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Guernsey Wader Counts

Summary


Over half of Guernsey's regularly wintering waders have declined by over 50% over the past 20 years and only 2 out of 11 species have actually shown a consistent increase in the past 10 years. In 2007 a new species, Grey Plover, was added to the Red list.

The island has lost its designation as being internationally important for Turnstone. Although, some of the reasons are due to external factors such as climate change, declines in waders have been highest on beaches with the most disturbance. Dog walking especially disturbs feeding and roosting waders.


Known locally as the 'wader counts', these have been a monthly institution since 1979 although technically they cover much more than just waders! Each month, volunteers visit 10 sectors (see Methods section here) along the Guernsey shore and count all the waders, ducks, geese, gulls and other waterbirds such as Cormorant and Shag, Kingfisher, Coot and Moorhen. These data are collected as part of the Wetland Bird Survey organised by the British Trust for Ornithology and are collated into annual reports. Periodically, estimates on the total number of waders in the UK and the Channel Islands are calculated.

Waterbirds are an important group to monitor because they are very vulnerable to factors such as disturbance, pollution and habitat change. They are therefore a good measure of the overall health of the intertidal environment.

Disturbance
Disturbance is probably the most important factor impacting on wader populations. With ever increasing demands being placed on the islands' beaches, disturbance levels are going up. Birds are hit by a 'double whammy' of reduced time for feeding as well as having to expend extra energy flying to escape the danger. Safe roost sites are also often few and far between and birds can be displaced to less good quality roost sites where the risk of predation is higher.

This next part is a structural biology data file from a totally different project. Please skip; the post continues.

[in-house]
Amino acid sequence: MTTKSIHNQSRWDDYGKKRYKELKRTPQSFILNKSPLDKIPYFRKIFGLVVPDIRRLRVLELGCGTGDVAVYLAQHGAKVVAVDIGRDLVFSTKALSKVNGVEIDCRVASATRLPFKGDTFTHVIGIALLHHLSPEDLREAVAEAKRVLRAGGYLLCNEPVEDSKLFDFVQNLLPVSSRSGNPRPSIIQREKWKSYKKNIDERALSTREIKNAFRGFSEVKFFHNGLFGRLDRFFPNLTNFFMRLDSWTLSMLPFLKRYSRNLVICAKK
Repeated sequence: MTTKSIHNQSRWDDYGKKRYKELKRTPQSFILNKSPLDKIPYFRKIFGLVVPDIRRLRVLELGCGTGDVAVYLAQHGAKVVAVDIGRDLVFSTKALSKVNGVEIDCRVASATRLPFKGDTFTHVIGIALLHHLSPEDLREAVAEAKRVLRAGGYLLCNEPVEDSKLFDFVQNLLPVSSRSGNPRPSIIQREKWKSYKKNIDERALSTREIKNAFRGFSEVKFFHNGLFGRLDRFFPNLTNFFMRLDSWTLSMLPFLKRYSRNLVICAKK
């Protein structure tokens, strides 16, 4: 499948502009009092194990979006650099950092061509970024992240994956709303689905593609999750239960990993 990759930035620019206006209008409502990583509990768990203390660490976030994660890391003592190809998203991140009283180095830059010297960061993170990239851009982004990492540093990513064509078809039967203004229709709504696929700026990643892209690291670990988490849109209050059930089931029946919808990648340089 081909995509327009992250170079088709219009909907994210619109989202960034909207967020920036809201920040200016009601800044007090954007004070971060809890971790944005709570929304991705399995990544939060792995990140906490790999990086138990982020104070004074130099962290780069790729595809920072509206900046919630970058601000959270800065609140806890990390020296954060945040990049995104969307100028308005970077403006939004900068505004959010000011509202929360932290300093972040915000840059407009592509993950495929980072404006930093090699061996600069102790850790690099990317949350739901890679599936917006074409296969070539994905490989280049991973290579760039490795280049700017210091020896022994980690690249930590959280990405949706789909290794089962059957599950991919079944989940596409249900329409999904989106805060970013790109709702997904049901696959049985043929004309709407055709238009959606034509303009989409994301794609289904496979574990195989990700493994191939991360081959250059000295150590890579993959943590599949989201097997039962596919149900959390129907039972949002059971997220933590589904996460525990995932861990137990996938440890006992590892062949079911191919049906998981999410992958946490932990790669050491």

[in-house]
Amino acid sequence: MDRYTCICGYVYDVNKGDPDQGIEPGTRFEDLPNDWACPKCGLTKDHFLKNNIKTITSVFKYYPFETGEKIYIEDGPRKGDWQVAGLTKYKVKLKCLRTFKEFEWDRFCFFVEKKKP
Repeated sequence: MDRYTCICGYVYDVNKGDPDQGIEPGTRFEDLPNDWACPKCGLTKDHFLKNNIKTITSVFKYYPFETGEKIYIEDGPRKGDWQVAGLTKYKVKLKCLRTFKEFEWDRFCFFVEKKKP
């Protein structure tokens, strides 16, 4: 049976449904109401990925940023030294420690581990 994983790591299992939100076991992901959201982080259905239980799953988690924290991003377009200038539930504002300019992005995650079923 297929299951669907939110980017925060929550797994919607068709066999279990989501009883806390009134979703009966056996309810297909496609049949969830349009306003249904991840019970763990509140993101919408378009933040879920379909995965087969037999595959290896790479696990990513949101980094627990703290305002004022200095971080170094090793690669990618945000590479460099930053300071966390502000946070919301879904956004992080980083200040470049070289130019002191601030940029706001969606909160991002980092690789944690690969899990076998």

Voluntary dog ban on certain beaches in winter
The imposition of the voluntary dog ban has been a great step forward. Many times in the past the author has seen an owner allowing a dog to repeatedly chase the Dunlin flock at Vazon. The dog is having a great time but these birds are continually being denied access to their feeding areas and this will inevitably have an effect on numbers.


Acknowledgements
The wader counts are carried by numerous volunteers every month and observers show extreme dedication in going out in all weathers. However the results have provided us with an almost unique dataset allowing us to look at changes over almost 30 years. There are many people to name individually but to make this analysis I would like to thanks Wayne Turner, Jen Smart and Mary Simmons for entering a vast amout of data from paper forms to allow these analyses.



 
   
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